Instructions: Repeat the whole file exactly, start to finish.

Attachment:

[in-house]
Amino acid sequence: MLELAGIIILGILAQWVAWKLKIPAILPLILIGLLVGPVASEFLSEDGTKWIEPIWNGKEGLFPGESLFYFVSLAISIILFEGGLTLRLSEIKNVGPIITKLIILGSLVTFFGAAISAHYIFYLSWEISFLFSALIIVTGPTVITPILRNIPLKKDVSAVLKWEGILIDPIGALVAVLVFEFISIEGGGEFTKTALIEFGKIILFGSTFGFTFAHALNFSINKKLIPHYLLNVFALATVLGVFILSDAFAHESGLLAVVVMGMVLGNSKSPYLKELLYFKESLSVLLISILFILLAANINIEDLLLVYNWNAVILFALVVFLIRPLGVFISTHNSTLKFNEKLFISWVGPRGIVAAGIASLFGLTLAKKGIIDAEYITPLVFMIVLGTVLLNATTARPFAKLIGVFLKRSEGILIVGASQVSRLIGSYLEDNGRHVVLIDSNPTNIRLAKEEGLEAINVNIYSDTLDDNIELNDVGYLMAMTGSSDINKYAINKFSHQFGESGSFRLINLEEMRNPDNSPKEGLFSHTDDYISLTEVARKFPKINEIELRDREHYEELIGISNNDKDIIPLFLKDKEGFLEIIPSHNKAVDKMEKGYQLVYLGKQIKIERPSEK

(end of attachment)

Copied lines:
[in-house]
Amino acid sequence: MLELAGIIILGILAQWVAWKLKIPAILPLILIGLLVGPVASEFLSEDGTKWIEPIWNGKEGLFPGESLFYFVSLAISIILFEGGLTLRLSEIKNVGPIITKLIILGSLVTFFGAAISAHYIFYLSWEISFLFSALIIVTGPTVITPILRNIPLKKDVSAVLKWEGILIDPIGALVAVLVFEFISIEGGGEFTKTALIEFGKIILFGSTFGFTFAHALNFSINKKLIPHYLLNVFALATVLGVFILSDAFAHESGLLAVVVMGMVLGNSKSPYLKELLYFKESLSVLLISILFILLAANINIEDLLLVYNWNAVILFALVVFLIRPLGVFISTHNSTLKFNEKLFISWVGPRGIVAAGIASLFGLTLAKKGIIDAEYITPLVFMIVLGTVLLNATTARPFAKLIGVFLKRSEGILIVGASQVSRLIGSYLEDNGRHVVLIDSNPTNIRLAKEEGLEAINVNIYSDTLDDNIELNDVGYLMAMTGSSDINKYAINKFSHQFGESGSFRLINLEEMRNPDNSPKEGLFSHTDDYISLTEVARKFPKINEIELRDREHYEELIGISNNDKDIIPLFLKDKEGFLEIIPSHNKAVDKMEKGYQLVYLGKQIKIERPSEK